WASHINGTON -- Late, hesitant and reluctant as he is, President Barack Obama has begun effecting a workable strategy against the Islamic State.
True, he's been driven there by public opinion. Does anyone imagine that without the broadcast beheadings we'd be doing anything more than pinprick strikes within Iraq? If Obama can remain steady through future fluctuations in public opinion, his strategy might succeed.
But success will not be what he's articulating publicly. The strategy will not destroy the Islamic State. It's more containment-plus: Expel the Islamic State from Iraq, contain it in Syria. Because you can't win from the air. In Iraq, we have potential ground allies. In Syria, we don't.
The order of battle in Iraq is straightforward. The Kurds will fight, but not far beyond their own territory. A vigorous air campaign could help them recover territory lost to the Islamic State and perhaps a bit beyond. But they won't be anyone's expeditionary force.
From the Shiites in Iraq we should expect little. U.S. advisers embedded with a few highly trained Iraqi special forces could make some progress. But we cannot count on the corrupt and demoralized regular Shiite-dominated military.
Our key potential allies are the Sunni tribes. We will have to induce them to change allegiances a second time, joining us again, as they did during the 2007-2008 surge, against the jihadists.
Having abandoned them in 2011, this won't be easy. But it is necessary. One good sign is the creation of a Sunni national guard, a descendant of the Sons of Iraq who, fighting with us, expelled al-Qaida in Iraq (AQI) during the Anbar Awakening. Only they could push the Islamic State out of Iraq. And surely only they could hold the territory regained.
Syria is another matter. Under the current strategy, the cancer will remain. The air power there is unsupported by ground troops. Nor is anyone in Obama's "broad coalition" going to contribute any.
Perhaps Turkey will one day. But Islamist President Recep Tayyip Erdogan is not just refusing to join the air campaign. He has denied us use of his air bases.
As for what's left of the Free Syrian Army, Obama has finally come around to training and arming it. But very late and very little. The administration admits it won't be able to field any trained forces for a year. And even then only about 5,000. The Islamic State is already approximately 30,000 strong and growing.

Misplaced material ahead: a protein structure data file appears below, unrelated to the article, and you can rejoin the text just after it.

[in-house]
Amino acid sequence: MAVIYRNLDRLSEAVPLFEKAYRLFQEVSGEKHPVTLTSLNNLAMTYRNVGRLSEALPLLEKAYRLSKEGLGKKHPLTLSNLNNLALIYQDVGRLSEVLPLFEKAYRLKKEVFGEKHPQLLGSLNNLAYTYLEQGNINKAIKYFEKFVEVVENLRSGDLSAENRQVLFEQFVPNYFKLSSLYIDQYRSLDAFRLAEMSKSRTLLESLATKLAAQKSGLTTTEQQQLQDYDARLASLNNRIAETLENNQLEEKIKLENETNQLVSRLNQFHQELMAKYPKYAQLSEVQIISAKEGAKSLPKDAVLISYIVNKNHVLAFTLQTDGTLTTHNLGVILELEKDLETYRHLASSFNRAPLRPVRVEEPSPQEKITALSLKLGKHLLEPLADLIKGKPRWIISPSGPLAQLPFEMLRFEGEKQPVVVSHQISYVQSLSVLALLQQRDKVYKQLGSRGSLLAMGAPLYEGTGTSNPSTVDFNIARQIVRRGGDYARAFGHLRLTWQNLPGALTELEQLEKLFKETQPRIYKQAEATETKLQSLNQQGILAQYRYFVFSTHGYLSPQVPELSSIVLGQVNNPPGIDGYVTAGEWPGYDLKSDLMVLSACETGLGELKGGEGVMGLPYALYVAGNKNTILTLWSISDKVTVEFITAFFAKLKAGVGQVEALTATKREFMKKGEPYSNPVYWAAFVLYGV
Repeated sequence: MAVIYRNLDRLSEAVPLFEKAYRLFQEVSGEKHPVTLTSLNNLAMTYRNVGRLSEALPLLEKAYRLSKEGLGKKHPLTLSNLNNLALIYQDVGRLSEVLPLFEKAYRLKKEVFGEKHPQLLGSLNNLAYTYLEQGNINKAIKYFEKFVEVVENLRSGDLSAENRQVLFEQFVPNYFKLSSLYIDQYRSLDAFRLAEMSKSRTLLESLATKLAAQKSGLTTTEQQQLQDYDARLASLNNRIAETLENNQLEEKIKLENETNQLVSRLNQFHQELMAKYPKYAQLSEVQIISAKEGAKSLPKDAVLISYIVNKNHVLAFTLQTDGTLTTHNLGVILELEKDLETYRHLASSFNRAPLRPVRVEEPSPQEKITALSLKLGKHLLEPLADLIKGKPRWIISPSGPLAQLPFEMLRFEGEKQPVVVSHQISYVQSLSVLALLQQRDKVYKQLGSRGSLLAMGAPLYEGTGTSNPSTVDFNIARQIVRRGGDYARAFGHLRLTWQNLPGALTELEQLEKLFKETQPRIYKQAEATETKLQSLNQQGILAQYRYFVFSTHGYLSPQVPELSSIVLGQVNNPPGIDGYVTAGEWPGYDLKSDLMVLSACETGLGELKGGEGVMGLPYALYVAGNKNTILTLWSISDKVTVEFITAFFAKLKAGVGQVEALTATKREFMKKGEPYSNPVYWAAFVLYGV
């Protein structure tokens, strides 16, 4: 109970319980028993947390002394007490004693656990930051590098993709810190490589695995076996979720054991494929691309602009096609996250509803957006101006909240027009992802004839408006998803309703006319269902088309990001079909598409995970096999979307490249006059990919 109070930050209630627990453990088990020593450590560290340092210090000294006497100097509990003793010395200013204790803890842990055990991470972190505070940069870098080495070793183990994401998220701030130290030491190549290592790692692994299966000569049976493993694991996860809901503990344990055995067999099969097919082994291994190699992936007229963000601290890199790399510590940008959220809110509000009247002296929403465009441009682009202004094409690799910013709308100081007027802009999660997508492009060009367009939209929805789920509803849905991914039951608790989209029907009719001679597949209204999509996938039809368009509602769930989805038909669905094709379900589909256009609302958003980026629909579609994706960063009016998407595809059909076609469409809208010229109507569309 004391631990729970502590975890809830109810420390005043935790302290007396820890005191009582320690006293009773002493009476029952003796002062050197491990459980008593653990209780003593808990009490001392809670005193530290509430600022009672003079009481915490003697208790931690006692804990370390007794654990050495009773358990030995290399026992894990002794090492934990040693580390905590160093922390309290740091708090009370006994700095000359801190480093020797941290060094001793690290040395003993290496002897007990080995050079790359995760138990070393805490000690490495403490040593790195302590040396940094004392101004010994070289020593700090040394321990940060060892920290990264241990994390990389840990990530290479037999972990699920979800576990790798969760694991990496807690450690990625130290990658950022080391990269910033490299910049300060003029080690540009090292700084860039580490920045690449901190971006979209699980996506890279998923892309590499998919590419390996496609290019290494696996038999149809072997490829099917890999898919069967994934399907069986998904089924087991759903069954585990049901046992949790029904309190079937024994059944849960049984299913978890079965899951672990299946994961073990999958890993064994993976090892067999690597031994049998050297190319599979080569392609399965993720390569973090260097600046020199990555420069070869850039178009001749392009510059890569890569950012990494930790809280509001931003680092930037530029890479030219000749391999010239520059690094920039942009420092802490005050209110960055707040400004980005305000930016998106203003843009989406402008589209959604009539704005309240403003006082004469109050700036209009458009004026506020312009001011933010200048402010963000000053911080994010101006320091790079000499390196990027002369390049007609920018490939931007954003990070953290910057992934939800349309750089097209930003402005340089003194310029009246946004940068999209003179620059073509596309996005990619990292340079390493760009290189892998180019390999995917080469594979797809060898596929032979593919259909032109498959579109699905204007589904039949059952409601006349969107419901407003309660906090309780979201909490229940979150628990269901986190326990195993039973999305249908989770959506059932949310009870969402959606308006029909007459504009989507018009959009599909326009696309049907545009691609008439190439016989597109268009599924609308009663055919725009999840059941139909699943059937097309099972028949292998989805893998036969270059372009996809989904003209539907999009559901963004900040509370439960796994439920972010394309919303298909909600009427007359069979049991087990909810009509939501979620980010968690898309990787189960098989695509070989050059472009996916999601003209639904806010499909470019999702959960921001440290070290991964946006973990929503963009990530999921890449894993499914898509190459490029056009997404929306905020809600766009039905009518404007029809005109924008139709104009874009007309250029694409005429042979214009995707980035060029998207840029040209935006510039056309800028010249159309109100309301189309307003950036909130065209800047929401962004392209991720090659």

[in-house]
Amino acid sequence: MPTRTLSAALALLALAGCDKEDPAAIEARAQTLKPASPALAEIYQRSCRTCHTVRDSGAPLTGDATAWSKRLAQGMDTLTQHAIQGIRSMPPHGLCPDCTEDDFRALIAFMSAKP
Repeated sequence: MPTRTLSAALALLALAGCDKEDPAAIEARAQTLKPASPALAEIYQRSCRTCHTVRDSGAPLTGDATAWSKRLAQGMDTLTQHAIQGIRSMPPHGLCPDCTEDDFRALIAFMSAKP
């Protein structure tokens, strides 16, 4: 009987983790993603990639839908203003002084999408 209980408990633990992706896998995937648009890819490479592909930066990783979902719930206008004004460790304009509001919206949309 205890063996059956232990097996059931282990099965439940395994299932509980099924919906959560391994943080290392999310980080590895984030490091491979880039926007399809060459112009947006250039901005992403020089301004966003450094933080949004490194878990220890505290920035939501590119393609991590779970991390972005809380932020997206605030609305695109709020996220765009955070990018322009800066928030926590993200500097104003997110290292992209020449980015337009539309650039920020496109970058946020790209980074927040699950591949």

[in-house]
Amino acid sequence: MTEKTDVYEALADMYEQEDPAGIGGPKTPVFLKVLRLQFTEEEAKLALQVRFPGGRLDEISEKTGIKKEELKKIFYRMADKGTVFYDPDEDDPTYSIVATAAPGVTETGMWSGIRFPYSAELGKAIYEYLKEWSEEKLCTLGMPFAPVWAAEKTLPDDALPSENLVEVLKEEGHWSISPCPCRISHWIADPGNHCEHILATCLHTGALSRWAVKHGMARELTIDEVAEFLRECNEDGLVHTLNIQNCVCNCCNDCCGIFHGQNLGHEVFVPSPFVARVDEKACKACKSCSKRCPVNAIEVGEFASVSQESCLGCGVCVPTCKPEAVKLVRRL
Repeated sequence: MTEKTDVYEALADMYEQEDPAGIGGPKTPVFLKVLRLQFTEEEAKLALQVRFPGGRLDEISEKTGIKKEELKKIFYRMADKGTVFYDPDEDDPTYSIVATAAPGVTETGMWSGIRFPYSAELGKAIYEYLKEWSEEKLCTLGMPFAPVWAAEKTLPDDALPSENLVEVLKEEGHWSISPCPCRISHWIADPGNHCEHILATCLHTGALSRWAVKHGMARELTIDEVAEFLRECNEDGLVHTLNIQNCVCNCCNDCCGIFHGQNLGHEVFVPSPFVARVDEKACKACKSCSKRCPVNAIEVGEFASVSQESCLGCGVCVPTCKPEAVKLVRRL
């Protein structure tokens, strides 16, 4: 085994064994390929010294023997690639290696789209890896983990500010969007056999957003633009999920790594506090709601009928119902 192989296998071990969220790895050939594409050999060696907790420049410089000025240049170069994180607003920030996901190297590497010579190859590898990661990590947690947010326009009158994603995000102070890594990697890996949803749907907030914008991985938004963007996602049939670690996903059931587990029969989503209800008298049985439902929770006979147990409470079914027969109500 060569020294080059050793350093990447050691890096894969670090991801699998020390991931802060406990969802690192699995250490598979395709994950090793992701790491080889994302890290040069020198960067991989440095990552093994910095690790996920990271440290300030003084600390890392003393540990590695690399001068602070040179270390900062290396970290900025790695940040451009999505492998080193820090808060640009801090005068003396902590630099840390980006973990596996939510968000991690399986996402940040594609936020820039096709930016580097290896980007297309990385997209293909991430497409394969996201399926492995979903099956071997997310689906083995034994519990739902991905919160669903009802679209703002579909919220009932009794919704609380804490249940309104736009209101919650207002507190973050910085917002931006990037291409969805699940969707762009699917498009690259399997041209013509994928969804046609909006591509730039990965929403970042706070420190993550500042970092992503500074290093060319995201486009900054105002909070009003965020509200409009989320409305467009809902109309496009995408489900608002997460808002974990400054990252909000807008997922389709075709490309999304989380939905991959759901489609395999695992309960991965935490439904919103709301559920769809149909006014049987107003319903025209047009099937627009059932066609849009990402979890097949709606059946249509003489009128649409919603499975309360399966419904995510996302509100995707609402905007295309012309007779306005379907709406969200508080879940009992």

Not that air power is useless. It can degrade and disrupt. If applied systematically enough, it can damage the entrenched, expanding, secure and self-financing Islamic State, turning it back to more of a fugitive guerrilla force constantly on the run.
What kind of strategy is that? A compressed and more aggressive form of the George Kennan strategy of Soviet containment. Stop them, squeeze them and ultimately they will be defeated by their own contradictions. As historian David Motadel points out, jihadist regimes stretching back two centuries have been undone by their own primitivism, barbarism, brutality and the intense hostility thus engendered among those they rule.
That's what just eight years ago created the Anbar Awakening that expelled AQI. Mahdi rule in Sudan in the 1880s and ’90s was no more successful. As Motadel notes, half the population died of disease, starvation or violence -- and that was before the British annihilation of the Mahdi forces at Omdurman.
Or to put it in a contemporary Middle East context, this kind of long-term combination of rollback and containment is what has carried the Israelis successfully through seven decades of terrorism arising at different times from different places proclaiming different ideologies. There is no one final stroke that ends it all. The Israelis engage, enjoy a respite, then re-engage.
With a bitter irony born of ceaseless attacks, the Israelis call it "mowing the lawn." They know a finality may come, but alas not in their time. They accept it, and go on living.
Obama was right and candid to say this war he's renewed will take years. This struggle is generational. This is not Sudan 1898. There is no Omdurman that defeats jihadism for much of a century.
Today jihadism is global, its religious and financial institutions ubiquitous and its roots deeply sunk in a world religion of more than a billion people. We are on a path -- long, difficult, sober, undoubtedly painful -- of long-term, low intensity rollback/containment.
Containment-plus. It's the best of our available strategies. Obama must now demonstrate the steel to carry it through.
Charles Krauthammer is a columnist for The Washington Post Writers Group.